China Has the Most Valuable Money Supply in the World.

In Money Supply on December 12, 2011 by CQCA

While no one seemed to be watching, the money supply of China snuck past the U.S. Dollar, the Japanese Yen, and the Euro to become the most valuable money supply in the world. According to each central banks’ official statistics, it reached first place in September, 2011. The Chinese money supply reached US$12.3 trillion, followed by the Eurozone at US$11.8, then Japan at US$10.4 trillion. Is this good news or bad news?

While the U.S. dollar and Euro are taking a beating in international financial markets, China and Japan have quietly gotten into a much worse monetary situation. The Yen seems to be extremely overvalued. Over the last few years it has been appreciating despite massive government debt and low interest rates supporting it. China seems to be a case of hot money driving up asset prices. If most of that new money is foreign currency, it will at some point leave the country and deflate one of the largest asset bubbles in history. If most of that new money is Renminbi, it will have to devalue sharply against other major currencies.

Either way, China seems to be doomed in the very near future. The U.S. dollar has a few more years before it reaches its intrinsic value, which is also zero.

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A Tale of Two Crises.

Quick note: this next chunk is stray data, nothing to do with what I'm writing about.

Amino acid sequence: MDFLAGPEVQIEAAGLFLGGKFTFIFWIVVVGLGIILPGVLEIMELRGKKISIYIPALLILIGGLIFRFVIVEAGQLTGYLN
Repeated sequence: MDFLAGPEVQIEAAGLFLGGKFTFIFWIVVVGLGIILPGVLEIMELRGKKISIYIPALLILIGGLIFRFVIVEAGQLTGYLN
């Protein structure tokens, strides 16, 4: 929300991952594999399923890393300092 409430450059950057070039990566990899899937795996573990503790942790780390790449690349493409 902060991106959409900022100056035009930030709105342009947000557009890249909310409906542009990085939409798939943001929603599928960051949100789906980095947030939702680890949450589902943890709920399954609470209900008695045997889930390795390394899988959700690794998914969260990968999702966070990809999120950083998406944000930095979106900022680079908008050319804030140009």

In Investment Returns on November 19, 2011 by CQCA

We like to compare the 2007 crisis to the Great Depression, but the real Great Depression II started in the year 2000. The graph above compares the run-up and wind-down of the stock market peaks in 1929 and 2000.

On the X-axis, zero is when each stock market topped out on a monthly basis (September 1929 and August 2000). The high point of both has been indexed to one. It also shows the ten years (120 months) prior to and after the peak. The blue line (1929) and the red line (2000) trace the value of the stock markets if they were priced in gold.

Even though the lines are similar, there is one difference that we need to understand better. Between the +20 month and the +90 month, the lines separated. The 2000 market stabilized for about three years before continuing to fall. In the end, the 2000 stock market performed worse than the 1929 stock market. What was different about those years?

The above graph shows the indexed rate for the Federal Reserve bank rate over the same 10 year period. Interest rates were, on average, lower before for the 2000 peak than before the 1929 peak, which explains why the rally was also higher. But the immediate reaction was also different. After 2000, the Federal Reserve cut interest rates by more than 80%, from 6.5% to .98%. After the 1929 crash, the interest rate was only cut by 50% before being brought back up slightly. This extra stimulus from low interest rates allowed the stock market to level out for a few years.

However, that short-term gain eventually led to long-term pain, which is what we’re facing now. Not only did the stock market end at a comparatively lower point than in 1929, economic activity also took a much harder hit.